New York City Mayor Michael Bloomberg will head to Washington, D.C., on Wednesday to meet with Vice President Joseph R. Biden Jr. and “various Senators,” including Majority Leader Harry Reid, D-Nev., and John McCain, R-Ariz., according to the mayor’s office.
Bloomberg is speaking to members about gun control issues, a congressional source confirmed, but details on what policies he will advocate in his one-on-one meetings were not immediately available. According to Bloomberg’s public schedule, he will meet at 1 p.m. with Biden, who was designated by the president to lead the charge on gun issues. Bloomberg then will hold a media availability at the White House at 2 p.m.
Bloomberg’s guidance says he will meet with senators “throughout the day,” but he has events in Maryland at 9 a.m. and in New York at 7 p.m.
The mayor has taken a lead role in advocating for stricter gun control measures nationwide, especially in the months since the shootings at Sandy Hook Elementary School in Newton, Conn. His super PAC spent more than $2 million on a Tuesday special election in an Illinois House race against Democrat Debbie Halvorson, who has been supported by the National Rifle Association. The PAC’s intervention helped pave the way for Cook County Chief Administrative Officer Robin Kellyto win in a landslide.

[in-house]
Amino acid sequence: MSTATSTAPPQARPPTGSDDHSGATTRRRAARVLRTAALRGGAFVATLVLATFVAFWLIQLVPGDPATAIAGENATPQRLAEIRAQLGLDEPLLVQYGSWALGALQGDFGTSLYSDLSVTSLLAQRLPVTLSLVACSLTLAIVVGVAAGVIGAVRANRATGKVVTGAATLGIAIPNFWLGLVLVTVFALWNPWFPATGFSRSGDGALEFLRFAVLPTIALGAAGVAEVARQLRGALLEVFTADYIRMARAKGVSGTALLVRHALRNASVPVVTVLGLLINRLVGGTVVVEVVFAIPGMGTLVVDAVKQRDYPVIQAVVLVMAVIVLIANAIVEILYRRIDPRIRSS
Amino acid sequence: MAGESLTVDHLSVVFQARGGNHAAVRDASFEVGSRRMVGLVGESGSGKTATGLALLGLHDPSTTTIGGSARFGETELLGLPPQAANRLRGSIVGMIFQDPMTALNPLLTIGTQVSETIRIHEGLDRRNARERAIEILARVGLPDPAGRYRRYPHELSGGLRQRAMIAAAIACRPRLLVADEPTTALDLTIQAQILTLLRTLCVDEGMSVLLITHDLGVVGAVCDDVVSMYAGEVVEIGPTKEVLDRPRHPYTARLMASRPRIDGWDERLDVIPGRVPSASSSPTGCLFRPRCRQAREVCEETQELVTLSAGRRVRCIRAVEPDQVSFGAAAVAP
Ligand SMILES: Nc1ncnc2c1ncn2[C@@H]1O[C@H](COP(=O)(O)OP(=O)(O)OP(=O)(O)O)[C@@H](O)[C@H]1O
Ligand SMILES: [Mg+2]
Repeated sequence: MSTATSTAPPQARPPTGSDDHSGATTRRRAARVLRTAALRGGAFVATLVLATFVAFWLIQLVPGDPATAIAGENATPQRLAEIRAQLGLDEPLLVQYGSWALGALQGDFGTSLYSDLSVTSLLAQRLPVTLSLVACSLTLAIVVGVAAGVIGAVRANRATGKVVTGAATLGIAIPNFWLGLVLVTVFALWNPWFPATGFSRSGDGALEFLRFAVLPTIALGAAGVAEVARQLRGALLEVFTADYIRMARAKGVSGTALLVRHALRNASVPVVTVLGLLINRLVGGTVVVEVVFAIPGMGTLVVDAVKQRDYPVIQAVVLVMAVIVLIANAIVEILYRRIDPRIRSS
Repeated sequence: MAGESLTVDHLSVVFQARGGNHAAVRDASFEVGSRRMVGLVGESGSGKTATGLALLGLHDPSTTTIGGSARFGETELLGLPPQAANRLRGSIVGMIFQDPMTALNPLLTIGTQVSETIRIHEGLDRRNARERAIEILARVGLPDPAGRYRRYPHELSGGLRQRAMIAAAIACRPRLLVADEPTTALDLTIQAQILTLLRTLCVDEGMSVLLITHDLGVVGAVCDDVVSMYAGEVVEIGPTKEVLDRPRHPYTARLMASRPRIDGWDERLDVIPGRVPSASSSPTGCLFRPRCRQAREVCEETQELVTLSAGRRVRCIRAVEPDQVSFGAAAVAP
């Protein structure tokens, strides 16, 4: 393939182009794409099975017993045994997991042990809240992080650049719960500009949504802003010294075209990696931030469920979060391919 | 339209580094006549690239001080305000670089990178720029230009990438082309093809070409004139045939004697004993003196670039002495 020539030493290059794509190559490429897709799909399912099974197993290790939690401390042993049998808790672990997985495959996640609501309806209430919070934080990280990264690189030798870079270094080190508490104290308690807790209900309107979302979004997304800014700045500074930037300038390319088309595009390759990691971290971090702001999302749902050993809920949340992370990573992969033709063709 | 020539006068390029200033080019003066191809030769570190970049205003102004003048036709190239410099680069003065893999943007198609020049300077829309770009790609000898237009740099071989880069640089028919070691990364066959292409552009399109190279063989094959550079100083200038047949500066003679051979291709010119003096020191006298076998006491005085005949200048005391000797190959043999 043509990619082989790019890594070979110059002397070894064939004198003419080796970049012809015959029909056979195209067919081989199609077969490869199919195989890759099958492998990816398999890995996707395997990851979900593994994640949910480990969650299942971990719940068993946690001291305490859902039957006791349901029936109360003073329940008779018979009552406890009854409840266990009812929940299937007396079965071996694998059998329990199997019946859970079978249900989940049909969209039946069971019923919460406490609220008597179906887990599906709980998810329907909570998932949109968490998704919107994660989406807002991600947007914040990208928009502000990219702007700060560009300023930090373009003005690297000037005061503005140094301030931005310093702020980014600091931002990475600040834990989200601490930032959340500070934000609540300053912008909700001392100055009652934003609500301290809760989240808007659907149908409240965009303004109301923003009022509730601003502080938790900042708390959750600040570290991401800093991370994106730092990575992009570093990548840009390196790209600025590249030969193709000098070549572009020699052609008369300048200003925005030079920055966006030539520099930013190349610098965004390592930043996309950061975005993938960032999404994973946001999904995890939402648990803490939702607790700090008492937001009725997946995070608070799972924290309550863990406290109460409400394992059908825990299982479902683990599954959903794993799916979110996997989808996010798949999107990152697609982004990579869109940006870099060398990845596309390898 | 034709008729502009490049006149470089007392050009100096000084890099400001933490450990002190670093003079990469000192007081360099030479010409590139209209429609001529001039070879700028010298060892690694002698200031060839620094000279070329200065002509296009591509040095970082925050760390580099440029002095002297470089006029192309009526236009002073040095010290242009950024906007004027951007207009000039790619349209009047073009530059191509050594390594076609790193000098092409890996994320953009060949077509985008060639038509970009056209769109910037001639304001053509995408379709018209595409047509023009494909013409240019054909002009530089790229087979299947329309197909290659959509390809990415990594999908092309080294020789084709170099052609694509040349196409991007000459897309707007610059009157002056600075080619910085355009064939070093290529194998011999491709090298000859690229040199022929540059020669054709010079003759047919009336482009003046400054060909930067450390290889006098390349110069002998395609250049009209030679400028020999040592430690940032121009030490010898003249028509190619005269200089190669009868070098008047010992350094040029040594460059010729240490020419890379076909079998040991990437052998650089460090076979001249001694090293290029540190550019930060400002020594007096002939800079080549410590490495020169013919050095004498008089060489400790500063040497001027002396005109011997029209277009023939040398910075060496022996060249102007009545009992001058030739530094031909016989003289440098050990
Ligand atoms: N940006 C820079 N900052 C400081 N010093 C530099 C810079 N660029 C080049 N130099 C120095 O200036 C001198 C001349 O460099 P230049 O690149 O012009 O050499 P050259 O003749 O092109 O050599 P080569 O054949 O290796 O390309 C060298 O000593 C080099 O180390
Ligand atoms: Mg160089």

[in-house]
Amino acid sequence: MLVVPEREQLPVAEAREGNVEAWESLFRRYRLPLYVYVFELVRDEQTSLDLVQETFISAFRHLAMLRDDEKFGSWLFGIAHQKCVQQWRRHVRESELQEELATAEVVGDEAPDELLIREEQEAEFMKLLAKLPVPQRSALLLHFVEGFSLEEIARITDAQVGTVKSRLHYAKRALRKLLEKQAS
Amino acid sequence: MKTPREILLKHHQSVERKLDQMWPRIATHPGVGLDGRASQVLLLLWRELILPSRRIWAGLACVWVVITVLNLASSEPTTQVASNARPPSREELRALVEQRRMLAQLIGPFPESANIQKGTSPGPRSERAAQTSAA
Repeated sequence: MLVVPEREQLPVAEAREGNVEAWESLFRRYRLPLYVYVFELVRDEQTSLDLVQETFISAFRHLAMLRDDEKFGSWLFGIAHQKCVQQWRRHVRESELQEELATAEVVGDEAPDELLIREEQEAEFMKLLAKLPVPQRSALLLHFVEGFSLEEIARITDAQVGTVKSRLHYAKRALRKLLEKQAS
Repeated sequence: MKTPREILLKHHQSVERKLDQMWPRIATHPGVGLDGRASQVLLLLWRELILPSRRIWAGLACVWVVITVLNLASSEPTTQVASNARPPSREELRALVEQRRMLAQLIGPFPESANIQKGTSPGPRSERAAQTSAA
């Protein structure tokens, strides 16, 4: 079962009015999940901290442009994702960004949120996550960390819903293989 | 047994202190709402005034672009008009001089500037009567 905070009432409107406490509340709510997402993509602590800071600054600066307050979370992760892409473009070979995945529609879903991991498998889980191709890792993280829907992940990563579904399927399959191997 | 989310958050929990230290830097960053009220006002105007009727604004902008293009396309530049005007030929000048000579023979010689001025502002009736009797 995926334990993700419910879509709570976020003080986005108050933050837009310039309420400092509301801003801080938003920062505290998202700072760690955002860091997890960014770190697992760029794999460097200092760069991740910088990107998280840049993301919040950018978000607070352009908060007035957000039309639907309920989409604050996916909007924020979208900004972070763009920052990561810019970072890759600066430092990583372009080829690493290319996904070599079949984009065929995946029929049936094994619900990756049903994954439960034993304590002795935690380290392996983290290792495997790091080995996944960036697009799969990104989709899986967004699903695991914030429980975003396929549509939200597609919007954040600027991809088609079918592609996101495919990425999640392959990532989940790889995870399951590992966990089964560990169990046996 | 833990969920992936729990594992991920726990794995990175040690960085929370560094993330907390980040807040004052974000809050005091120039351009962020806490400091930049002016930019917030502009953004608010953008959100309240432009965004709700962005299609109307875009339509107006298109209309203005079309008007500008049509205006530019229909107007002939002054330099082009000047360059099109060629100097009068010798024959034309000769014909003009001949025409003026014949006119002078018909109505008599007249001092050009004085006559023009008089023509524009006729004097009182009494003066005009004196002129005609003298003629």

After the Illinois race was called, Bloomberg released the following statement.
“This is an important victory for common sense leadership on gun violence, a problem that plagues the whole nation. And it’s the latest sign that voters across the country are demanding change from their representatives in Washington — not business as usual,” Bloomberg said. “As Congress considers the President’s gun package, voters in Illinois have sent a clear message: we need common sense gun legislation now. Now it’s up to Washington to act.”
Leaders from military and veterans service organizations joined Sens. Roger Wicker, R-Miss., Kelly Ayotte , R-N.H., and Lindsey Graham, R-S.C., at a press conference to urge the Senate to replace a provision in the budget proposal that cuts retirement benefits for veterans. Wicker, Ayotee, and Graham earlier called for a bipartisan solution to replace the $6.3 billion in cuts to military retiree benefits.
Each year since 1990, CQ Roll Call has reviewed the financial disclosures of all 541 senators, representatives and delegates to determine the 50 richest members of Congress. This year's report, derived from forms covering the calendar year 2012, shows it took a net worth of $6.67 million to crack the exclusive club.